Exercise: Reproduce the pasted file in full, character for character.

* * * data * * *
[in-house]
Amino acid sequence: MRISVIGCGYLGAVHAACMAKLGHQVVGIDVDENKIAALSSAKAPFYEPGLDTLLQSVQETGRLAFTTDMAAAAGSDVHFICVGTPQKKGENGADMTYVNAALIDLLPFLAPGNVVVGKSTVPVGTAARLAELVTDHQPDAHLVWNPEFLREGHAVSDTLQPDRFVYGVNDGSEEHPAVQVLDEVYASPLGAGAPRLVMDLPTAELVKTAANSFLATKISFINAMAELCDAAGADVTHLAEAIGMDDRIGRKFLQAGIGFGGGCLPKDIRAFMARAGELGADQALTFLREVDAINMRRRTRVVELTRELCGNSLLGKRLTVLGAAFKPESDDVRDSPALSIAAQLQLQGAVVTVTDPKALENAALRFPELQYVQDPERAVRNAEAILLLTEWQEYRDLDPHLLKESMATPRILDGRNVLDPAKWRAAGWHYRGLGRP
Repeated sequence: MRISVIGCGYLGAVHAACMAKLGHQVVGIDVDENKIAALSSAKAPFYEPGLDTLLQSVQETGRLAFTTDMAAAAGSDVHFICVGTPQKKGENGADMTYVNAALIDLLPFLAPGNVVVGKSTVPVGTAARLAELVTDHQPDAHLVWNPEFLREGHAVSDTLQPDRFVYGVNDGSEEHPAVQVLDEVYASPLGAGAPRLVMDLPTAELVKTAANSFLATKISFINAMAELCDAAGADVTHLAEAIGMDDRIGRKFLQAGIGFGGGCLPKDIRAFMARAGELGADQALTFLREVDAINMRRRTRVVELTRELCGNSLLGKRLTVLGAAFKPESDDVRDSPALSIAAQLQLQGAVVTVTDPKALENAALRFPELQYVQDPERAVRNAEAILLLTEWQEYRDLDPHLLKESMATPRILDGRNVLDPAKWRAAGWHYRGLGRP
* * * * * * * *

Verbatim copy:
[in-house]
Amino acid sequence: MRISVIGCGYLGAVHAACMAKLGHQVVGIDVDENKIAALSSAKAPFYEPGLDTLLQSVQETGRLAFTTDMAAAAGSDVHFICVGTPQKKGENGADMTYVNAALIDLLPFLAPGNVVVGKSTVPVGTAARLAELVTDHQPDAHLVWNPEFLREGHAVSDTLQPDRFVYGVNDGSEEHPAVQVLDEVYASPLGAGAPRLVMDLPTAELVKTAANSFLATKISFINAMAELCDAAGADVTHLAEAIGMDDRIGRKFLQAGIGFGGGCLPKDIRAFMARAGELGADQALTFLREVDAINMRRRTRVVELTRELCGNSLLGKRLTVLGAAFKPESDDVRDSPALSIAAQLQLQGAVVTVTDPKALENAALRFPELQYVQDPERAVRNAEAILLLTEWQEYRDLDPHLLKESMATPRILDGRNVLDPAKWRAAGWHYRGLGRP
Repeated sequence: MRISVIGCGYLGAVHAACMAKLGHQVVGIDVDENKIAALSSAKAPFYEPGLDTLLQSVQETGRLAFTTDMAAAAGSDVHFICVGTPQKKGENGADMTYVNAALIDLLPFLAPGNVVVGKSTVPVGTAARLAELVTDHQPDAHLVWNPEFLREGHAVSDTLQPDRFVYGVNDGSEEHPAVQVLDEVYASPLGAGAPRLVMDLPTAELVKTAANSFLATKISFINAMAELCDAAGADVTHLAEAIGMDDRIGRKFLQAGIGFGGGCLPKDIRAFMARAGELGADQALTFLREVDAINMRRRTRVVELTRELCGNSLLGKRLTVLGAAFKPESDDVRDSPALSIAAQLQLQGAVVTVTDPKALENAALRFPELQYVQDPERAVRNAEAILLLTEWQEYRDLDPHLLKESMATPRILDGRNVLDPAKWRAAGWHYRGLGRP